With gasoline prices higher than ever, many Americans are scrambling to unload their gas-guzzling sport utility vehicles and larger cars in exchange for hybrids and other more gas-friendly models. But judging a car’s value based on gas alone is a big mistake that could cost you thousands, says Joe Spina, industry analyst for Edmunds.com, a site that tracks the total cost of car ownership over a five-year period.
“The ownership of a car includes so much more than (gas),” says Spina. The rate of depreciation, the cost of maintenance and repairs, and even the cost of financing all contribute to the bottom line of a vehicle’s total cost, which varies significantly from a vehicle’s list price.
Perhaps the biggest factor is depreciation, says Spina. Some brands lose their value faster than others. In other cases, some vehicle segments will depreciate faster than others. SUVs, for example, have depreciated much faster in recent months than hybrids and more compact cars, Spina points out, as consumers try to save on fuel. Vehicles packed with high-tech gadgets are also likely to depreciate faster than less-equipped models because gadgets like state-of-the-art GPS systems are often packaged with other high-cost features and technology evolves so quickly that those gadgets typically become overshadowed by newer technologies on the market, Spina says.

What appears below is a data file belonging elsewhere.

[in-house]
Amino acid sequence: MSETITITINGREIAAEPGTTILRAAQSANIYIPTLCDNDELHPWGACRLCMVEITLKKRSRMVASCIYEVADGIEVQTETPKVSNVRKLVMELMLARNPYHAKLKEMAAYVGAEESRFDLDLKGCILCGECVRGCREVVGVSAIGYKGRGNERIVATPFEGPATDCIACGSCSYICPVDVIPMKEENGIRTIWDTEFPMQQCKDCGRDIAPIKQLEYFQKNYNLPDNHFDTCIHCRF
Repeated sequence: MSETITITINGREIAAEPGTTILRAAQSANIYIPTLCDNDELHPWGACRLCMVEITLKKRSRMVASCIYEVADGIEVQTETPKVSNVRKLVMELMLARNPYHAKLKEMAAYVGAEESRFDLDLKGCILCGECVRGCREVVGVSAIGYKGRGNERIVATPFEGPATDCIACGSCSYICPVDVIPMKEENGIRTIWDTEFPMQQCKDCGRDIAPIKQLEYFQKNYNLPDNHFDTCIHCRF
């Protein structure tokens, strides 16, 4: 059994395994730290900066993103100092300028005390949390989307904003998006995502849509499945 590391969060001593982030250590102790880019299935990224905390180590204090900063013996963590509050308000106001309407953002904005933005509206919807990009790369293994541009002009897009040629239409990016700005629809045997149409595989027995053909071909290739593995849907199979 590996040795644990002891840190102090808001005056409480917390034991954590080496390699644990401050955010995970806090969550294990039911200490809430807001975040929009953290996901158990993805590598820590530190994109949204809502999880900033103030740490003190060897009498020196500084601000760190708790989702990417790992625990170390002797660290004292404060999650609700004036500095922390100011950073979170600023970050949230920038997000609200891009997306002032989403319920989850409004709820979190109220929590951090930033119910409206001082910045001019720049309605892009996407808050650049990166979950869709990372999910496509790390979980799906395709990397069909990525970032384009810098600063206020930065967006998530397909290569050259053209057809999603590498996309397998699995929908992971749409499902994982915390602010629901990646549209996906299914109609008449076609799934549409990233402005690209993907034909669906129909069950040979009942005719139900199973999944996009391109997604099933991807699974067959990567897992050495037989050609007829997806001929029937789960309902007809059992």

The amount of money consumers pay for maintenance and repairs in the first five years of a car’s life has gone down over the years, but it’s still a factor that buyers must consider.
While haggling for the best price can save you thousands in the long run, factors such as taxes, fees and the cost of financing are more indicative of how much you’re really paying.
“The more expensive the car, the more you’ll pay to finance the car,” says Spina. “If you’re financing $15,000, the interest you pay is going to be less than if you financed $25,000.”
Here’s a look at the 10 cars you’ll pay the most to drive.
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(Don’t let pricey car insurance push those costs even higher. Compare insurance policies and quotes at Insureme.com, a Bankrate company.)